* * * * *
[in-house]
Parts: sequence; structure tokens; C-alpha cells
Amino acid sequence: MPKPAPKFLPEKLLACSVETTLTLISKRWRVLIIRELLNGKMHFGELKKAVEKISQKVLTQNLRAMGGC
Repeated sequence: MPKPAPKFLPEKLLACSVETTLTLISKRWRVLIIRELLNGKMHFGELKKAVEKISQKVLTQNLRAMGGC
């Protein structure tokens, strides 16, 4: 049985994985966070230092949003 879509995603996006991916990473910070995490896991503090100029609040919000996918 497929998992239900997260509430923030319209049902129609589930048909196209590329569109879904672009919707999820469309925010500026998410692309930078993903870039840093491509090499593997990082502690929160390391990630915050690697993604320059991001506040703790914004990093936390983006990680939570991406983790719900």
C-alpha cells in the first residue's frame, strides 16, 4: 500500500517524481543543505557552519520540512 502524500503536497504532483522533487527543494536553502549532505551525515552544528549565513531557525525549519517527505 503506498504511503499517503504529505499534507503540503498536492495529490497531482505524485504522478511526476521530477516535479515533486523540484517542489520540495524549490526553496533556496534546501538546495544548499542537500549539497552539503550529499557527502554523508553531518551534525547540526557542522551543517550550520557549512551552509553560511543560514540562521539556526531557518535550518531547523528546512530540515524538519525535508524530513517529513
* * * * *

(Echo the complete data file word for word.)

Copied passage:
[in-house]
Parts: sequence; structure tokens; C-alpha cells
Amino acid sequence: MPKPAPKFLPEKLLACSVETTLTLISKRWRVLIIRELLNGKMHFGELKKAVEKISQKVLTQNLRAMGGC
Repeated sequence: MPKPAPKFLPEKLLACSVETTLTLISKRWRVLIIRELLNGKMHFGELKKAVEKISQKVLTQNLRAMGGC
């Protein structure tokens, strides 16, 4: 049985994985966070230092949003 879509995603996006991916990473910070995490896991503090100029609040919000996918 497929998992239900997260509430923030319209049902129609589930048909196209590329569109879904672009919707999820469309925010500026998410692309930078993903870039840093491509090499593997990082502690929160390391990630915050690697993604320059991001506040703790914004990093936390983006990680939570991406983790719900």
C-alpha cells in the first residue's frame, strides 16, 4: 500500500517524481543543505557552519520540512 502524500503536497504532483522533487527543494536553502549532505551525515552544528549565513531557525525549519517527505 503506498504511503499517503504529505499534507503540503498536492495529490497531482505524485504522478511526476521530477516535479515533486523540484517542489520540495524549490526553496533556496534546501538546495544548499542537500549539497552539503550529499557527502554523508553531518551534525547540526557542522551543517550550520557549512551552509553560511543560514540562521539556526531557518535550518531547523528546512530540515524538519525535508524530513517529513